By SJWNY, a Trail Mix Contributor
Appomattox Court House, April 9, 1865.
Lee had one bit of additional business he wanted to conclude with Grant. Explaining first that he had more than a thousand Federal prisoners whom he could not feed, he added glumly, “Indeed, I have nothing for my own men.” Without hesitation, Grant proposed sending rations for the 25,000 men across the lines. Was that enough? he asked. “Plenty,” Lee said. “An abundance, I assure you.”
After the two men had signed preliminary papers, Grant proceeded to introduce Lee to his staff. As he shook hands with Grant’s military secretary, Ely Parker, a Seneca Indian, Lee stared for a moment at Parker’s dark features and finally said, “I am glad to see one real American here.” If this account is true, Parker responded to the general, “We are all Americans.”
…… By now, a crowd of anxious sightseers was clustered around the front porch to catch a glimpse of the Confederate general. His face flushed a deep crimson, Lee emerged onto the porch, carrying his hat and gloves. Here he paused, put on his hat, and slowly drew on his gloves, absentmindedly gazing out into the field beyond. Once, then twice, then a third time, he unconsciously balled his left hand and pumped the fist into the palm of his right. Still seemingly oblivious to his surroundings, he automatically returned the salute given to him by the Union officers crowding around the porch, then descended the stairs. Now, as if drawing himself back from a daze, he glanced deliberately in one direction and then the next. Not seeing his horse, he called out in a half-choked and more than half-tired voice, “Orderly! Orderly.” The horse was brought around. The general smoothed Traveller’s forelocks as the orderly fit the bridle, then with a slow, exhausted tug, pulled himself on the horse, letting out a long, deep sigh, almost a groan. By then, Grant had walked out on the porch, too, and as Lee rode past him, their eyes met. Each silently lifted his hat to the other. On the porch and in the yard, countless other Federals also returned the gesture.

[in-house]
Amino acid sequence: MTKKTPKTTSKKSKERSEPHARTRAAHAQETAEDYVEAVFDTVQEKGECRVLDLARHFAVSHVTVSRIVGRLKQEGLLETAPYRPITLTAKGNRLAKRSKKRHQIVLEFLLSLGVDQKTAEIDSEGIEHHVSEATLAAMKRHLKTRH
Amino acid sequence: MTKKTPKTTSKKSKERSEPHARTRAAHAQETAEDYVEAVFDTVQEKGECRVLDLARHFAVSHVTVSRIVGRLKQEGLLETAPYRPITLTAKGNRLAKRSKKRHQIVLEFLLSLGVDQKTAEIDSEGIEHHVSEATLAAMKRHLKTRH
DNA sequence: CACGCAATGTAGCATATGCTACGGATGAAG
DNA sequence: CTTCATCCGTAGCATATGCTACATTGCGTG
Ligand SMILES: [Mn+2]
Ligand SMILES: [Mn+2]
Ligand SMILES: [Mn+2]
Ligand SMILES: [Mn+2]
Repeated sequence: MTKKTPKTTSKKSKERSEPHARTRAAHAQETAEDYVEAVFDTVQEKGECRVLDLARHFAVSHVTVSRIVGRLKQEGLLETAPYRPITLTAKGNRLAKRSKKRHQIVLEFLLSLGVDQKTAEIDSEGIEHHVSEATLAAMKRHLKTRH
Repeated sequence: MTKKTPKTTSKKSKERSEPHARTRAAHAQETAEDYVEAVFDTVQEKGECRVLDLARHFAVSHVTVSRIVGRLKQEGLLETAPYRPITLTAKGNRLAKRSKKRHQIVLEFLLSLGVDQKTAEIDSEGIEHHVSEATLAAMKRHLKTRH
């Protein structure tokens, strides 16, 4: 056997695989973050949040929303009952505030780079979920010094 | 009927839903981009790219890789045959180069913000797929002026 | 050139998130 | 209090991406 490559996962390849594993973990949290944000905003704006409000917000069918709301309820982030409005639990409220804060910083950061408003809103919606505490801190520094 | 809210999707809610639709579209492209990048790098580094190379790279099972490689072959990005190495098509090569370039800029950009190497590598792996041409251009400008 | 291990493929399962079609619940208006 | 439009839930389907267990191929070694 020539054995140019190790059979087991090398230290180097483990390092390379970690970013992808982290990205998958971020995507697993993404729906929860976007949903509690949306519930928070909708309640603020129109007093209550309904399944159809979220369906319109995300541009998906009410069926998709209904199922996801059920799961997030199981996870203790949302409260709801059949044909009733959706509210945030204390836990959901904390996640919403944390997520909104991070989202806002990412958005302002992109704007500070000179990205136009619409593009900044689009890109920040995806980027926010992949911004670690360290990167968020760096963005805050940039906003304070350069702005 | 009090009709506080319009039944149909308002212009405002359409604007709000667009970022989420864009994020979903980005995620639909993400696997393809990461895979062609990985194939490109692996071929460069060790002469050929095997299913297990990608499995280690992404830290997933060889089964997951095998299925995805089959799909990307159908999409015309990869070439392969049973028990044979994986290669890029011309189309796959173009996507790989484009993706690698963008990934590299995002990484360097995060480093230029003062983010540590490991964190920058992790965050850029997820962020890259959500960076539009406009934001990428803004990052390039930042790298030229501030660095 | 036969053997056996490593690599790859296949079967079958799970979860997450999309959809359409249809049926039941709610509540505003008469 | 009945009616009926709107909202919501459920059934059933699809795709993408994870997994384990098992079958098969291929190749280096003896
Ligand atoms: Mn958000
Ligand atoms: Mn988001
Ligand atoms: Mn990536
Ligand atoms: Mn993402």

In no small measure, this one poignant moment captured the spirit of Appomattox more than words ever written about that day. But this didn’t stop participants from trying to give voice to the event, including Grant himself. “I felt sad and depressed,” Grant later explained of this moment, “at the downfall of a foe who had fought so long and valiantly, and had suffered so much for a cause, though that cause was, I believe, one of the worst for which a people ever fought.”
Two of Grant’s aides put it thus: “This will live in history,” one wrote. Another commented, “Such a scene only happens once in centuries …”
From April 1865, The Month That Saved America by Jay Winik, pages 189-191, Harper Collins 2001
Once in a while reality meets up with reason, providing a defining moment in history featuring a perfect cast of people born to court destiny.
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